The Ontario Health Technology Advisory Committee of the Ontario Ministry of Health and Long-Term Care (2006) recommended the adoption of lumbar artificial disc replacement according to well defined patient eligibility criteria. The Ontario Health Technology Advisory Committee recommended development of a patient registry to track long-term complications of lumbar artificial disc replacement. Because of the uncertainty in the estimates of benefits, risks and burdens associated with cervical artificial disc replacement, the Ontario Health Technology Advisory Committee did not recommend the use of cervical artificial disc replacement to treat degenerative disc disease of the cervical spine over the use of other alternatives such as spinal fusion.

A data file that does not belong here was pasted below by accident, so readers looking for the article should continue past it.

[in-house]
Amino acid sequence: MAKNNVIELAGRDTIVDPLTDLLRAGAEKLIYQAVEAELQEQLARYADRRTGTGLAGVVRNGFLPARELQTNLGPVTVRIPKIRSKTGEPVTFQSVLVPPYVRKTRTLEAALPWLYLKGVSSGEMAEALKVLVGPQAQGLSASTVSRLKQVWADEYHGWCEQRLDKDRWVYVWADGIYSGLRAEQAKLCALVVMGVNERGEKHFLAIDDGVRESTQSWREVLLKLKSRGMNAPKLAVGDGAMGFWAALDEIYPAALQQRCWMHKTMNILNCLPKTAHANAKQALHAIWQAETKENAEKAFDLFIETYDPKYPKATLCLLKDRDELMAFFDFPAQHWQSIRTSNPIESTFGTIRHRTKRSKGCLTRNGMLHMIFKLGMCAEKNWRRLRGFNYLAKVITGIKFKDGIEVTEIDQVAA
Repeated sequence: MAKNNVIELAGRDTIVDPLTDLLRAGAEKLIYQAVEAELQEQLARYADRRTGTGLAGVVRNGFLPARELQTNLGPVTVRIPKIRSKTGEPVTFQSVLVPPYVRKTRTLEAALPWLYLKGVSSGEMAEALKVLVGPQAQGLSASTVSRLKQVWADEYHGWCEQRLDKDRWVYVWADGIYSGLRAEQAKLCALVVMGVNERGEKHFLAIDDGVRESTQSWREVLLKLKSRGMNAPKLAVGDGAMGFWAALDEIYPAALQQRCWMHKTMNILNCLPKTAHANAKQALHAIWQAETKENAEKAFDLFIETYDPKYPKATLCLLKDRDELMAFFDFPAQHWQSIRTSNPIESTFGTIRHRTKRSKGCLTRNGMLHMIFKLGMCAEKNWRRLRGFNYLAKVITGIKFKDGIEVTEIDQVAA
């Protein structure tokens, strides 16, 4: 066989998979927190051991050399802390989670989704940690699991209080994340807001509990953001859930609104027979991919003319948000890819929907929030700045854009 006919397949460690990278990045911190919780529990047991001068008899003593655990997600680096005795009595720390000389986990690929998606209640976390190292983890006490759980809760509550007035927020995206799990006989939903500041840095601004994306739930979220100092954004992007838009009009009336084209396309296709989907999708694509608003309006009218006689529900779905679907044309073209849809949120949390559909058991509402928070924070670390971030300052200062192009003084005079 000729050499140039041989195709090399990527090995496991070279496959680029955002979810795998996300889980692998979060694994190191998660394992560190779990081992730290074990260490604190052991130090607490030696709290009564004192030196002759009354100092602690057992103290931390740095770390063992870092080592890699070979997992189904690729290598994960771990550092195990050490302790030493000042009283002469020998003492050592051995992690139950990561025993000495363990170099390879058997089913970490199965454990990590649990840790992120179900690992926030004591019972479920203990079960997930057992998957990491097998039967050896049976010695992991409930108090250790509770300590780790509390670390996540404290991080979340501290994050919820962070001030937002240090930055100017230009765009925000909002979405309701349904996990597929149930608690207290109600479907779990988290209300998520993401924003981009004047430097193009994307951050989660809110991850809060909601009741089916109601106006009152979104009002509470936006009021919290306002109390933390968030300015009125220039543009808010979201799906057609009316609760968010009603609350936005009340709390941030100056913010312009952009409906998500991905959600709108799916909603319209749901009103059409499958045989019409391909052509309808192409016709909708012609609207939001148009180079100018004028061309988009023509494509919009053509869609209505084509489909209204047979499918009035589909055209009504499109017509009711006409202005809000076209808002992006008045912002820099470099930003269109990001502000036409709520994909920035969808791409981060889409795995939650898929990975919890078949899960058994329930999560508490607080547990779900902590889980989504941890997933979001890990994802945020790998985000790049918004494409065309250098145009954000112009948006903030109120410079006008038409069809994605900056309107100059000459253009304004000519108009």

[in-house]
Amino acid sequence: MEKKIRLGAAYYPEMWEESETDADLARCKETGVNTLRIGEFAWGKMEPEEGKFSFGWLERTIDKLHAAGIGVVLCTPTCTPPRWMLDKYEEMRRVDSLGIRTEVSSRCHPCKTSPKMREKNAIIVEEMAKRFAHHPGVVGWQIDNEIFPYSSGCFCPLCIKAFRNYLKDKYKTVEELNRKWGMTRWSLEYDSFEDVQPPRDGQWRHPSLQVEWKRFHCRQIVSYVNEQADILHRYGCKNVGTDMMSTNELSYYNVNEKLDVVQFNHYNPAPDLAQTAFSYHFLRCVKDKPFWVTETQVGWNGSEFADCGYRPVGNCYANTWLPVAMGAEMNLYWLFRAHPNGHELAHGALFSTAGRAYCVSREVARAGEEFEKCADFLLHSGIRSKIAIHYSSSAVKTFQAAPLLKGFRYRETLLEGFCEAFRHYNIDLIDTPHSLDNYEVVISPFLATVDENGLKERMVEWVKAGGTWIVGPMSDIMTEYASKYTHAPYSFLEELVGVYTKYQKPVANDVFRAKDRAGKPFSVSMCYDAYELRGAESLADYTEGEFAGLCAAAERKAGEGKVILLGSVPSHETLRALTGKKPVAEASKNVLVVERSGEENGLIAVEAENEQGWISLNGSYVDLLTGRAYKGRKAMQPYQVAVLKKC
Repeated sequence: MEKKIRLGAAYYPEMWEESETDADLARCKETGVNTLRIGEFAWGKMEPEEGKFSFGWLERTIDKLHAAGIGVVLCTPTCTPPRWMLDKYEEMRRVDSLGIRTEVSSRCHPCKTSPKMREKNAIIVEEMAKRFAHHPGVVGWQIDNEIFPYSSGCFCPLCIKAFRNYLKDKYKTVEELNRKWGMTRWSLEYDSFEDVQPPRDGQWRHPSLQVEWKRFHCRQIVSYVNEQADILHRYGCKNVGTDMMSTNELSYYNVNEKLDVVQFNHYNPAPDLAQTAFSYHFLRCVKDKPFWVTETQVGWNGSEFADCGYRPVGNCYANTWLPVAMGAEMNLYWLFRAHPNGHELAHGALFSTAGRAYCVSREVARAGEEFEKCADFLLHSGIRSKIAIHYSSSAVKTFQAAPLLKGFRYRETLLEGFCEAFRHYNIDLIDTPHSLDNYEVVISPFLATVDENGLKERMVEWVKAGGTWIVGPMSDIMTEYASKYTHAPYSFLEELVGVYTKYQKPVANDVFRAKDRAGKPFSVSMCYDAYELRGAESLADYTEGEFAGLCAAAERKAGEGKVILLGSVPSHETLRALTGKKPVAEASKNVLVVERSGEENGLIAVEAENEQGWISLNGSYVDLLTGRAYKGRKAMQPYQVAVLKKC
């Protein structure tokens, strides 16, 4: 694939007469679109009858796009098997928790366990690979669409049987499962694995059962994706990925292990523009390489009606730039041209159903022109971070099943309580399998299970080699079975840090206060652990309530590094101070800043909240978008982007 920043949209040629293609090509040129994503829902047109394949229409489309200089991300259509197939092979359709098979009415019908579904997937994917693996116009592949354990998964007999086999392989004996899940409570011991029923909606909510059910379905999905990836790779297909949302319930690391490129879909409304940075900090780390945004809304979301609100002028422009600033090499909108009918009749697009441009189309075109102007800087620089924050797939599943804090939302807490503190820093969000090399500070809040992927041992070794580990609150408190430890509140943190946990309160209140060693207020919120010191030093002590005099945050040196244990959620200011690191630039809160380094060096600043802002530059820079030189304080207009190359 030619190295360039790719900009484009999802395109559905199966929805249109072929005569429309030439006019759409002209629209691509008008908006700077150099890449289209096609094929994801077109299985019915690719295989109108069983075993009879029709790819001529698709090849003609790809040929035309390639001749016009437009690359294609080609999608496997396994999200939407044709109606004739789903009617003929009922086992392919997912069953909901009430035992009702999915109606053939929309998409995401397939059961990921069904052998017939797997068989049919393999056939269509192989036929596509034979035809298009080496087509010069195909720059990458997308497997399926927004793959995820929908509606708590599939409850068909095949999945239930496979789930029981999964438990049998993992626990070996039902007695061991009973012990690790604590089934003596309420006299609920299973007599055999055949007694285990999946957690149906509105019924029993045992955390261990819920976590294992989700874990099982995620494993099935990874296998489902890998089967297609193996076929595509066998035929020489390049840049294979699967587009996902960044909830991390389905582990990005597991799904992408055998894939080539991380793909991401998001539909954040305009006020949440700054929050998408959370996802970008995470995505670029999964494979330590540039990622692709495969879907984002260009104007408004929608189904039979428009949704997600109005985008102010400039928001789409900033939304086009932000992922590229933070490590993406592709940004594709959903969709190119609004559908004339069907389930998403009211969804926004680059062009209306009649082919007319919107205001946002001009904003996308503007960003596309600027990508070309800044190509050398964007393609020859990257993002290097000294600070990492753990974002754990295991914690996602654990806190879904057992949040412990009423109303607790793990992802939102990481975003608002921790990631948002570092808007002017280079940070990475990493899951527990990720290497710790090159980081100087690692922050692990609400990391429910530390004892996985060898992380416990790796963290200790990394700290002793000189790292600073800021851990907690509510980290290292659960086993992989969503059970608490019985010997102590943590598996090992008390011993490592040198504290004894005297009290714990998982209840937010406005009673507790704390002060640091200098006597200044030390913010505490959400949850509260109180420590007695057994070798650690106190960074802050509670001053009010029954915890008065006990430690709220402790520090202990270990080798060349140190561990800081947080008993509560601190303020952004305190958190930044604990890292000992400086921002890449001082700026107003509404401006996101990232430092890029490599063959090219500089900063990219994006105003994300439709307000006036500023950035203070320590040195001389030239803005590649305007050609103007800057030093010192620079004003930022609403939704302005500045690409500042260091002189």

Tropiano et al (2005) presented the clinical and radiographic results assessed 7 to 11 years following a Prodisc total lumbar disc replacement (n = 64 patients who had single or multiple-level implantation of a total lumbar disc replacement). The mean duration of follow-up was 8.7 years. Clinical results were evaluated by assessing pre-operative and post-operative lumbar pain, radiculopathy, disability, and modified Stauffer-Coventry scores. Pre-operative and post-operative radiographs were evaluated as well. These investigators concluded that the Prodisc lumbar total disc replacement appears to be effective and safe for the treatment of symptomatic degenerative disc disease. Gender and multi-level surgery did not affect the outcomes, whereas prior lumbar surgery or an age of less than 45 years was associated with slightly worse outcomes. The authors further stated that longer follow-up of this cohort of patients and randomized trials comparing disc replacement with arthrodesis are needed.